New York photographer Eva Mueller is best known for shooting albums covers of artists like Elaine Paige and Nadia Ali. But her latest work features her own signature style.
“Less is more but, I love to give things a dark humorous twist,” she says about her always wild, evocative, edgy work.
Her book “Dreaming In Rio” was recently released overseas. It contains her beautiful visions of the Brazilian city, shot in a format she’s developed called Hazyvision.
The tome is tentatively set to be released domestically in the spring.
She’s also been involved in an assortment of editorial assignments, such as a “pretty cool editorial I shot for Karin+Roul magazine,” she explains.
In April, she exhibited her photos for the first time at Art Chicago, the Windy City’s annual international fair of contemporary and modern art show.
We caught up with the artist in her Harlem-loft to hear more:
IM: What inspires you?
MUELLER: It can be literally anything I see during my daily whereabouts, a poster, a movie, art or something really profane I see walking in the street.
IM: What would be your ideal project?
MUELLER: As far as commissioned work, anything where the client lets me create images without any creative and budget restrictions. In fine art, the ideal project is whatever I’m working on at the moment.
IM: How did you first get started in what must be a competitive field?
MUELLER: Blue-eyed. When I looked at the work of my photography heroes, I thought, ‘I can do this.’ And off I went, not knowing how long and rocky the road would be, but I have no regrets; it has been mostly a fun ride.
IM: Has the digital age changed photography forever?
MUELLER: When good digital cameras became readily available and affordable, everybody thought they can be a photographer now, because they had a tool. The same applies for video and DJ-ing. So we’re flooded with more mediocre imagery than ever before and having fewer people actually appreciate well-crafted work.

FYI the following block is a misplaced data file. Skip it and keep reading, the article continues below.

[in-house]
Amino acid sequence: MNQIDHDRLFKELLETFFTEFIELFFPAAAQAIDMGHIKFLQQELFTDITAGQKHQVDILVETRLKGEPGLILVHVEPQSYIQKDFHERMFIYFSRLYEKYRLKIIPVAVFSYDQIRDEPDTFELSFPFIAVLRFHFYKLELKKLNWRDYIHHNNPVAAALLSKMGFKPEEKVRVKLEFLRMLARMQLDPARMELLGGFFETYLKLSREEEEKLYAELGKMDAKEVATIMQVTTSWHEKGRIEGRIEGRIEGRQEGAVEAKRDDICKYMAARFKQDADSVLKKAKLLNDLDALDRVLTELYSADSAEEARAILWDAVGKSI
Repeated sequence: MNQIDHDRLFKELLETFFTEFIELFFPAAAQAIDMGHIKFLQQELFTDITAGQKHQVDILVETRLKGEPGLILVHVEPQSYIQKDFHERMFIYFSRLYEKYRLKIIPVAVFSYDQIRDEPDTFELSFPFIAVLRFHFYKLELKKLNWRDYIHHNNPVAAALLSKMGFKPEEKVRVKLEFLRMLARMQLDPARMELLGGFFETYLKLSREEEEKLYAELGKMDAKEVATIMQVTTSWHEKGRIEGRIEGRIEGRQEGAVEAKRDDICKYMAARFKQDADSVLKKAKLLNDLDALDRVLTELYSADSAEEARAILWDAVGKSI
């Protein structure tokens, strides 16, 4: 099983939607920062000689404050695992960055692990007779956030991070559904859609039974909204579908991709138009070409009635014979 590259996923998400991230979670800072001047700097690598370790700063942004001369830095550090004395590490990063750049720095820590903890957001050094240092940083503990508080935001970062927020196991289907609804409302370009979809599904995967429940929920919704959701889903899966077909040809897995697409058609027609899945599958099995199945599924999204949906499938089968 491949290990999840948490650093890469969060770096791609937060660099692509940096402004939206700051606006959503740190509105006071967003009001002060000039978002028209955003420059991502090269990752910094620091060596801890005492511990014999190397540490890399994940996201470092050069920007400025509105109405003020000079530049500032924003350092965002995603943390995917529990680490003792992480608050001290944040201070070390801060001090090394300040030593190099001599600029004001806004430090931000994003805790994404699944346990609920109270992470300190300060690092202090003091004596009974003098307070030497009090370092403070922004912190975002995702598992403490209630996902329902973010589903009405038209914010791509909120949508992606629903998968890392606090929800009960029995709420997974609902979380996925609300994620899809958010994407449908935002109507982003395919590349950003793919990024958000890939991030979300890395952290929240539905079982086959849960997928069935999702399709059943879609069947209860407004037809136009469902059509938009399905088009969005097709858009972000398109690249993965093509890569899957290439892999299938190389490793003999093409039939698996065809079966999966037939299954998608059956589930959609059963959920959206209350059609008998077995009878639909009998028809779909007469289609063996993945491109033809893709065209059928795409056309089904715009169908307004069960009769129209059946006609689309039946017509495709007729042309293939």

But, at the same time digital gave us an incredible freedom that led to exploring new directions that wouldn’t have been possible before. You win some, you lose some. I love digital and have embraced it from the beginning.
IM: What are you up to now?
MUELLER: I’m working on a fun video art project, that will spark some controversy, not to be disclosed yet (hint: it involves men and pigs noses). Have a second art book about ‘Florence’ in the making and am just conceptualizing a 3D ‘gender themed’ piece to be shown during Art Basel in Miami. And, fingers crossed, maybe a collaboration with Crystal Waters in the new year, but that’s still far on the horizon.
IM: You seem to have a real feel for musical artists … right?
MUELLER: Yes, especially for DJs, as I used to be an avid club-goer. I’m a big fan of many genres of electronic music, and I like shooting people who are creators themselves.
IM: Who specifically would you like to shoot?
MUELLER: Anyone with an interesting look who is willing to pose nude for me. I love the human body and my passion is nude photography.
IM: What do you do in your spare time?
MUELLER: There hardly is! My hobby has three letters (hint: it ends with x) and of course the usual such as seeing friends, going to art openings, parties and the movies.
IM: Tell us more specifically about Hazyvision:
MUELLER: Hazyvision was born five years ago out of just taking photos on an impulse … it just started to happen. I shot a lot of city lights during dusk and night out of focus, or out of train windows with a slow shutter speed, or people in airports or cities out of focus again and I found its just like painting.
The subject became unimportant, it was all about the lights, colors and moods, like an abstract painting. The only hazy series that’s in focus are the tarmacs, shot on many flights out of an airplane while taxing or taking off, but those look like minimal abstract paintings as well. I’d like to see the hazy vision images in modern spaces, boutique hotels and for music packaging.
IM: Your photos carry a great deal of movement to them, is that one of the areas you go for?
MUELLER: I like to let people, walk, jump, run during a shoot, it distracts them and creates a unique moment. On the other hand some of my work, like the projections, is almost like a still life, very staged and very technical. I like both, but the moment of creation is more fun with capturing movement and motion.